The report also reveals that the MoD made up to 20 per cent of the equity available to management and employees in an incentive scheme, but did not seek specialist advice on the scheme. Apparently the top ten managers (former civil servants) negotiated the incentive scheme with Carlyle while it was still bidding for the business. Sounds like a conflict of interest to me, but with no one on the Government's side properly safeguarding the taxpayers' interests, the managers seem to have run rings around the MoD, as they acquired shares worth £107 million by the time of flotation in 2006, from their initial investment of a paltry £540,000. That is over £200 for every £1 they invested. Chairman Sir John Chisholm got shares worth £26 million and Chief Executive Graham Love shares worth £21 million.
This Government will eventually sink by the weight of its own incompetence.

Thursday, 22 November 2007

This time, get it right

I do not hold Nick Clegg responsible as head of Ming Campbell’s leadership campaign in 2006 for the false, and damaging, claim made by telephone canvassers that none of Chris Huhne’s former colleagues in the European Parliament were supporting the 2006 Huhne leadership bid. (In fact, three Lib Dem MEPs were supporting Huhne.) Equally, I do not hold Huhne responsible for the “Calamity Clegg” tag used in a briefing document sent out by someone in his team.
So let’s back to what’s important, which is this: the Tories must crush the Lib Dem vote if they are to regain power. In order to do that, they must destroy the Lib Dem leader. And they will do their darnedest to. They thought, rightly or wrongly, that they could do that while Ming Campbell remained leader; they even regarded his leadership as a Tory asset. The Tories are a ruthless power machine.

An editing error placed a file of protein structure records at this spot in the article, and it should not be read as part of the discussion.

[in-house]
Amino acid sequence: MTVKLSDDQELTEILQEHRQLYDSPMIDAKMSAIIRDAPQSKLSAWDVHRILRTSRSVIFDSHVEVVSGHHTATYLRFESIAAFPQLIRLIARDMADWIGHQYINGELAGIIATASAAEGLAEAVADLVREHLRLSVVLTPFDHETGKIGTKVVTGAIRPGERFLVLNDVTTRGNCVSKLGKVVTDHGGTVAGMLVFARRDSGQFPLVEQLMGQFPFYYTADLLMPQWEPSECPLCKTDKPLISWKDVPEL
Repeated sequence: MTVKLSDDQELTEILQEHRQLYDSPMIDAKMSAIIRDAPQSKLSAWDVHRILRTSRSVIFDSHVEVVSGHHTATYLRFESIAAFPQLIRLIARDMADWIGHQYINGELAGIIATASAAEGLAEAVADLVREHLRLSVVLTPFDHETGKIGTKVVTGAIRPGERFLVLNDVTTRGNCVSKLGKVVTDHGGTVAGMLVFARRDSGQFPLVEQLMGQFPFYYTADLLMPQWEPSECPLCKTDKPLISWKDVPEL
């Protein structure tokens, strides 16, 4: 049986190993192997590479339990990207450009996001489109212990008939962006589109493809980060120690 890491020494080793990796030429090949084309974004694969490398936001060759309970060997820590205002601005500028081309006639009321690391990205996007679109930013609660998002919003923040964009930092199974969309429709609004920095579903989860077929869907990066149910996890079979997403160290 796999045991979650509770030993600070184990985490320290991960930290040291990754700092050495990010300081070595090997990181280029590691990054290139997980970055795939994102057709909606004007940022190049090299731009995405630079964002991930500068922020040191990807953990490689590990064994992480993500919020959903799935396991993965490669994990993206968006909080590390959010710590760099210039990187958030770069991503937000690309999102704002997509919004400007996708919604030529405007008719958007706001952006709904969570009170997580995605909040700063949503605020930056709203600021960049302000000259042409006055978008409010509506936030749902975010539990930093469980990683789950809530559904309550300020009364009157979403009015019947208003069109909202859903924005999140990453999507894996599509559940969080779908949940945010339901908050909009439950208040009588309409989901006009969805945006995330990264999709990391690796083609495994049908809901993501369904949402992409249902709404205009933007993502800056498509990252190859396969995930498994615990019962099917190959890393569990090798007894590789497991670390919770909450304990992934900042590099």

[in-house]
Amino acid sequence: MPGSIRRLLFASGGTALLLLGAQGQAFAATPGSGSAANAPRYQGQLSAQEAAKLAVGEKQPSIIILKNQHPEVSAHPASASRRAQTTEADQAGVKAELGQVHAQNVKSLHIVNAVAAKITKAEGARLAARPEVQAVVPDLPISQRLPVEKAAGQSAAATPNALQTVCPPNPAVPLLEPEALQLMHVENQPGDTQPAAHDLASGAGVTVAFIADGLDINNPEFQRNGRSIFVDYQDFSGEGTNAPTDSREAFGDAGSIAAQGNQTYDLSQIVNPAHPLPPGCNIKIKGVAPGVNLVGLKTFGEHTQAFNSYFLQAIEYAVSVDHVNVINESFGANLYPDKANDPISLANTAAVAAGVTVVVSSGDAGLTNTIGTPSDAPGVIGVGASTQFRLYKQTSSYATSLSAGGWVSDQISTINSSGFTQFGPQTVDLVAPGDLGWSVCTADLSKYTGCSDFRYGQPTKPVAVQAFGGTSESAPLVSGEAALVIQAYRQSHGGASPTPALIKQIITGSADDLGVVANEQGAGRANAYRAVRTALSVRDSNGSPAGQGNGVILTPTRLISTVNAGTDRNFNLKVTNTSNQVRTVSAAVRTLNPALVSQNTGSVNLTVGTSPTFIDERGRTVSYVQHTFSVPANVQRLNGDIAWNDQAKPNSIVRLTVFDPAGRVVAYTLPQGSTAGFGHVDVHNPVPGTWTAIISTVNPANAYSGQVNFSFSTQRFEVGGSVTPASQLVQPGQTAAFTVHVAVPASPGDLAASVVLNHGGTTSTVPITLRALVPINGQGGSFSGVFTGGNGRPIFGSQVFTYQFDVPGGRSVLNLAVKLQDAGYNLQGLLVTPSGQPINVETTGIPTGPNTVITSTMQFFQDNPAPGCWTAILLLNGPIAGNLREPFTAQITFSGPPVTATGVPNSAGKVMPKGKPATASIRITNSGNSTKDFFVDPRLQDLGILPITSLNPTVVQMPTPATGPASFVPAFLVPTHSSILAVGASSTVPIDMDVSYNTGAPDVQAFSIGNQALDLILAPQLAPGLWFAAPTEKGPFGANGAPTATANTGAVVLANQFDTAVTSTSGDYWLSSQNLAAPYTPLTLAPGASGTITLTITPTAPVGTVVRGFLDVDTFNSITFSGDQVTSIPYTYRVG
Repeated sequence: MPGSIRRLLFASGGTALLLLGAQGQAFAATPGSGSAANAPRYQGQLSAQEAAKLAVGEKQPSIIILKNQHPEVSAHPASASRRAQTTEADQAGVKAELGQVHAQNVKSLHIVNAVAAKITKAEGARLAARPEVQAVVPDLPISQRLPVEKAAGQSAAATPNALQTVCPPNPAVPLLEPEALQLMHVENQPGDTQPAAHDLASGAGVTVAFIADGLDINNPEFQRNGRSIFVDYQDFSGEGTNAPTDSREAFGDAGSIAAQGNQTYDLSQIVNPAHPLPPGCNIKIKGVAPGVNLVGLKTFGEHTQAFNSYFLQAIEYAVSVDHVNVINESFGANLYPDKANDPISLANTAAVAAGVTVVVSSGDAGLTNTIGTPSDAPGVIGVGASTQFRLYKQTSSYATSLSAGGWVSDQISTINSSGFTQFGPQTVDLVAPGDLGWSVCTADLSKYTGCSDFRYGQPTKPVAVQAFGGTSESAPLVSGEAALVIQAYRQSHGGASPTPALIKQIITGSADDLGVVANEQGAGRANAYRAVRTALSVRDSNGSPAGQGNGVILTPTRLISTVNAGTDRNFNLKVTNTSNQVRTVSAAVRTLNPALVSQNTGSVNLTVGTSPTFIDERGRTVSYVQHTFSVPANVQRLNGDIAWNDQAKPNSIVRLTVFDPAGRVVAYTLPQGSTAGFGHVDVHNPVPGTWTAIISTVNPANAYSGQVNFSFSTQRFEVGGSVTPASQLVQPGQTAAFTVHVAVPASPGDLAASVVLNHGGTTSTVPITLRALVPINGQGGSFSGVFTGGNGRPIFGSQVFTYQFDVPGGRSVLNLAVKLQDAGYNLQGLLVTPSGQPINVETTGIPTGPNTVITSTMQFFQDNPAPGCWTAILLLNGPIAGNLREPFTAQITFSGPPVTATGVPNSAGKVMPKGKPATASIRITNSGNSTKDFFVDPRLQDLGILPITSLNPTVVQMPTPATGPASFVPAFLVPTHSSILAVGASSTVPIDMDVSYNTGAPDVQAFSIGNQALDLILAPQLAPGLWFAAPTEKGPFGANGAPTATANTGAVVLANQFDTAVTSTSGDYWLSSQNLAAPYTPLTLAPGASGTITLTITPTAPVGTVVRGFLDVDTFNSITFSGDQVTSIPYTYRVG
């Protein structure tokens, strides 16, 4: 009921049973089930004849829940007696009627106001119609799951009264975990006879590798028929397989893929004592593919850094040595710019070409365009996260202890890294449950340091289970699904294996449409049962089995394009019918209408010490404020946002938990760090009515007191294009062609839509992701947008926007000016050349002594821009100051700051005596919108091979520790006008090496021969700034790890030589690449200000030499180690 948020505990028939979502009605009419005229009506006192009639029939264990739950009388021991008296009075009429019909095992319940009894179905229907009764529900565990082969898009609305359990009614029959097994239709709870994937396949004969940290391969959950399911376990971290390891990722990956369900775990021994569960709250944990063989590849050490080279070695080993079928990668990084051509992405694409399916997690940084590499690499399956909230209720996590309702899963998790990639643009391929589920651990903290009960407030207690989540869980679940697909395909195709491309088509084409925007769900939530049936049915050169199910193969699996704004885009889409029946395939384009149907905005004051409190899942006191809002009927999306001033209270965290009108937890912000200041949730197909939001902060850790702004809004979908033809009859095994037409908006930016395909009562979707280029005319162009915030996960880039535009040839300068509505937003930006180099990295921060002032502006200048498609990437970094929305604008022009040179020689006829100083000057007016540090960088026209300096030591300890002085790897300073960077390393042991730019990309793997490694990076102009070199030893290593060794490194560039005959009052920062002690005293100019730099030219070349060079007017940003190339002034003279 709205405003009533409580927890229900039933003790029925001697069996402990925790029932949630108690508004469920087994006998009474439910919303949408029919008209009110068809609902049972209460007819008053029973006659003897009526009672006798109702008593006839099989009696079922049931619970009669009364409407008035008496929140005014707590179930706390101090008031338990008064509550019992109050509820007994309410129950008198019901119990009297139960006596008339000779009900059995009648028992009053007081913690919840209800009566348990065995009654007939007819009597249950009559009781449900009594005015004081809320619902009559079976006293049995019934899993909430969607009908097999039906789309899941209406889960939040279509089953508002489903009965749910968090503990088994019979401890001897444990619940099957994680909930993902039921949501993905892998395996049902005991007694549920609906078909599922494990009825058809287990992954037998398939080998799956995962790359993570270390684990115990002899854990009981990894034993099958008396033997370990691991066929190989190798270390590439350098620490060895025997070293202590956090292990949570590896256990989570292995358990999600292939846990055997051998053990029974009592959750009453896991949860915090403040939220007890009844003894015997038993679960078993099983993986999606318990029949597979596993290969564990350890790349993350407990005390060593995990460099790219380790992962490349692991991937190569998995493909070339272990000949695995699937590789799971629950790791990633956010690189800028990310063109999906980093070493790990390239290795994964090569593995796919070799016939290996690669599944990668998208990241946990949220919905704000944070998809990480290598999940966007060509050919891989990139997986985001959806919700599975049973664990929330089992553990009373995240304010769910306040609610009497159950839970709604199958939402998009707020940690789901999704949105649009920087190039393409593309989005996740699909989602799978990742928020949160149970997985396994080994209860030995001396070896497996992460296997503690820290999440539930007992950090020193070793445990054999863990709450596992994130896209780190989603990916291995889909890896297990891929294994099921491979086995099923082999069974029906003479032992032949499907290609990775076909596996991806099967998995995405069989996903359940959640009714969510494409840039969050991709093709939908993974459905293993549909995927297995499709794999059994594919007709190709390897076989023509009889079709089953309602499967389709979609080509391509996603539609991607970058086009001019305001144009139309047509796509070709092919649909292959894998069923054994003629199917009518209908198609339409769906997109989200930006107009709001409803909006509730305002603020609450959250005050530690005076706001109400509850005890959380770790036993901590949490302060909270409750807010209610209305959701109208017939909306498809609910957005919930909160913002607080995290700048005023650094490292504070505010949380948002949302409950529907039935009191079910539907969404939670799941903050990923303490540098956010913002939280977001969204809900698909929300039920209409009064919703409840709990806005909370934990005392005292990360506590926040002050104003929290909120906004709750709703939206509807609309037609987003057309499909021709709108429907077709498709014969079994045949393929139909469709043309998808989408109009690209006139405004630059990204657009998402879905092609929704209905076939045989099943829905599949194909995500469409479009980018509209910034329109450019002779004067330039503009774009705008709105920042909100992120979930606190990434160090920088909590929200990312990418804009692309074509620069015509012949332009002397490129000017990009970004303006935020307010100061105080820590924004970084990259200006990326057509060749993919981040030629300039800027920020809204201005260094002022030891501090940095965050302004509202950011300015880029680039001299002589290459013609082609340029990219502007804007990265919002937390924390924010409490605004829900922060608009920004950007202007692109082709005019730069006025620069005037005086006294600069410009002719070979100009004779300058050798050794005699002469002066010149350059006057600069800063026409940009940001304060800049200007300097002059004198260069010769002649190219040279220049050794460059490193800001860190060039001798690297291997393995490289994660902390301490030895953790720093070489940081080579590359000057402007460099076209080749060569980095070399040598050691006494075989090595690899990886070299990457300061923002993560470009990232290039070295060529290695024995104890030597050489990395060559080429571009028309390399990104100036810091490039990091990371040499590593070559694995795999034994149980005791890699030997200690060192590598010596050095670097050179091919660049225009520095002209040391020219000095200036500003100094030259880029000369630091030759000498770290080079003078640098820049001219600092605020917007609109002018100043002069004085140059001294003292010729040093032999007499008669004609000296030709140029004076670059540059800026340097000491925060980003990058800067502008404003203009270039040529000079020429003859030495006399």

Therefore, we now need a leader who avoids pitfalls, is steady under fire, is, in a word, tough.
Which of the contenders fulfils that need? In TV interviews and hustings during the last few weeks, time after time, Huhne has remained cool under fire, while Clegg has not. This is no nine days’ wonder. I have observed Huhne from the sidelines for many years. He is always well briefed, always clear, always focused. He doesn’t make mistakes. He can be charming and persuasive, but can be lethal in debate.
Clegg is intelligent, charming and able. But he is not yet tough, or not tough enough. He is only 40 and he has not faced adversity. He is not ready to be leader.